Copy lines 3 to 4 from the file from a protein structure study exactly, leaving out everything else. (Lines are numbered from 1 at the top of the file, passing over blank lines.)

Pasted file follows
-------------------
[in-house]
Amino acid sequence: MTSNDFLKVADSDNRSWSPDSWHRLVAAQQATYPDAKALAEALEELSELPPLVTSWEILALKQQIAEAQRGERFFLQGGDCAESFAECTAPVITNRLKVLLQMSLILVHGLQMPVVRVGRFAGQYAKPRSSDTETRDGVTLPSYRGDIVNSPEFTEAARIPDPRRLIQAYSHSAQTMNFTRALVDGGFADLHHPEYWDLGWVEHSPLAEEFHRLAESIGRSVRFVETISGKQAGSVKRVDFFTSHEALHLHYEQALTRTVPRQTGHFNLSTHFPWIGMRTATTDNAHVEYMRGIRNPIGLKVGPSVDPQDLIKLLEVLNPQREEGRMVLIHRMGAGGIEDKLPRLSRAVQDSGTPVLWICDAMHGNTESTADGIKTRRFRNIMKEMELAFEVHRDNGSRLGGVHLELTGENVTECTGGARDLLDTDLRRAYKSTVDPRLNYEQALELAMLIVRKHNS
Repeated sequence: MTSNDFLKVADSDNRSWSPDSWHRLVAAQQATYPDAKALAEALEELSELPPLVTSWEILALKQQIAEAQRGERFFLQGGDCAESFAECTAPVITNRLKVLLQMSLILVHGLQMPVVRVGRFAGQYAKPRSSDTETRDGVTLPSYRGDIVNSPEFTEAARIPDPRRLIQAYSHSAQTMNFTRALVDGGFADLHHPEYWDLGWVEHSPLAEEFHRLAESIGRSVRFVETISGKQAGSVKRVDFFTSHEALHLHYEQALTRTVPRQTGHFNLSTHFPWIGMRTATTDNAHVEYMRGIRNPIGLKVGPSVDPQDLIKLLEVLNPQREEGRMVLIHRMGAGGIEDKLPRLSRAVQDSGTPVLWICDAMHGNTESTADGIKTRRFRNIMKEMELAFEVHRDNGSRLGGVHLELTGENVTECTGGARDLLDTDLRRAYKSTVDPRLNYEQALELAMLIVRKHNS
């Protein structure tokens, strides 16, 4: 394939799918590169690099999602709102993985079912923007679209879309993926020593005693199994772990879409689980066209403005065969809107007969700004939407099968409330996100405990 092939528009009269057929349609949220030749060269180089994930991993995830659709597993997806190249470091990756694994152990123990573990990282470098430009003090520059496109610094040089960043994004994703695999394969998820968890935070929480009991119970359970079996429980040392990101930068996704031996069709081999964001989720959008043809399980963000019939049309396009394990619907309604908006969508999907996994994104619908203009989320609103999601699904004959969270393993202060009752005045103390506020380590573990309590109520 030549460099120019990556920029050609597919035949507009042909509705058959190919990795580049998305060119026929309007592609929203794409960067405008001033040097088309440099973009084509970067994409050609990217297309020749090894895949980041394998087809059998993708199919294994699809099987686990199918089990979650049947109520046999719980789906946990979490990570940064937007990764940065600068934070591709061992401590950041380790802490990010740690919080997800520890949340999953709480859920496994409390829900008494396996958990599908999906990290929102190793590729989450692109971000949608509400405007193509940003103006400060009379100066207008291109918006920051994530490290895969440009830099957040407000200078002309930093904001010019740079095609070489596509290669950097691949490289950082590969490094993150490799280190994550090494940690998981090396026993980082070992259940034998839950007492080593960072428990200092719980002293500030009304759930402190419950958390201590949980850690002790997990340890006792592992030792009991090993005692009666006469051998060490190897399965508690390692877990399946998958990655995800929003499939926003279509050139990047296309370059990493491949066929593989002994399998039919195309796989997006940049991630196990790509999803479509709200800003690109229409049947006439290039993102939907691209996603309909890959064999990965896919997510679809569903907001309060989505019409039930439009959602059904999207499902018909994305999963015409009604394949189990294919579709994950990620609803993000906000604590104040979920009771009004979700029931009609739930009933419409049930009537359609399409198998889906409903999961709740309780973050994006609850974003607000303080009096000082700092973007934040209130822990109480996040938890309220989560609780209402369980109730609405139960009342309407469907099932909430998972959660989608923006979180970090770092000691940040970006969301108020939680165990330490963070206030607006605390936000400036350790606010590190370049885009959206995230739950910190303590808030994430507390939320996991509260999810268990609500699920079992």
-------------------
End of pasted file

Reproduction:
Repeated sequence: MTSNDFLKVADSDNRSWSPDSWHRLVAAQQATYPDAKALAEALEELSELPPLVTSWEILALKQQIAEAQRGERFFLQGGDCAESFAECTAPVITNRLKVLLQMSLILVHGLQMPVVRVGRFAGQYAKPRSSDTETRDGVTLPSYRGDIVNSPEFTEAARIPDPRRLIQAYSHSAQTMNFTRALVDGGFADLHHPEYWDLGWVEHSPLAEEFHRLAESIGRSVRFVETISGKQAGSVKRVDFFTSHEALHLHYEQALTRTVPRQTGHFNLSTHFPWIGMRTATTDNAHVEYMRGIRNPIGLKVGPSVDPQDLIKLLEVLNPQREEGRMVLIHRMGAGGIEDKLPRLSRAVQDSGTPVLWICDAMHGNTESTADGIKTRRFRNIMKEMELAFEVHRDNGSRLGGVHLELTGENVTECTGGARDLLDTDLRRAYKSTVDPRLNYEQALELAMLIVRKHNS
């Protein structure tokens, strides 16, 4: 394939799918590169690099999602709102993985079912923007679209879309993926020593005693199994772990879409689980066209403005065969809107007969700004939407099968409330996100405990 092939528009009269057929349609949220030749060269180089994930991993995830659709597993997806190249470091990756694994152990123990573990990282470098430009003090520059496109610094040089960043994004994703695999394969998820968890935070929480009991119970359970079996429980040392990101930068996704031996069709081999964001989720959008043809399980963000019939049309396009394990619907309604908006969508999907996994994104619908203009989320609103999601699904004959969270393993202060009752005045103390506020380590573990309590109520 030549460099120019990556920029050609597919035949507009042909509705058959190919990795580049998305060119026929309007592609929203794409960067405008001033040097088309440099973009084509970067994409050609990217297309020749090894895949980041394998087809059998993708199919294994699809099987686990199918089990979650049947109520046999719980789906946990979490990570940064937007990764940065600068934070591709061992401590950041380790802490990010740690919080997800520890949340999953709480859920496994409390829900008494396996958990599908999906990290929102190793590729989450692109971000949608509400405007193509940003103006400060009379100066207008291109918006920051994530490290895969440009830099957040407000200078002309930093904001010019740079095609070489596509290669950097691949490289950082590969490094993150490799280190994550090494940690998981090396026993980082070992259940034998839950007492080593960072428990200092719980002293500030009304759930402190419950958390201590949980850690002790997990340890006792592992030792009991090993005692009666006469051998060490190897399965508690390692877990399946998958990655995800929003499939926003279509050139990047296309370059990493491949066929593989002994399998039919195309796989997006940049991630196990790509999803479509709200800003690109229409049947006439290039993102939907691209996603309909890959064999990965896919997510679809569903907001309060989505019409039930439009959602059904999207499902018909994305999963015409009604394949189990294919579709994950990620609803993000906000604590104040979920009771009004979700029931009609739930009933419409049930009537359609399409198998889906409903999961709740309780973050994006609850974003607000303080009096000082700092973007934040209130822990109480996040938890309220989560609780209402369980109730609405139960009342309407469907099932909430998972959660989608923006979180970090770092000691940040970006969301108020939680165990330490963070206030607006605390936000400036350790606010590190370049885009959206995230739950910190303590808030994430507390939320996991509260999810268990609500699920079992």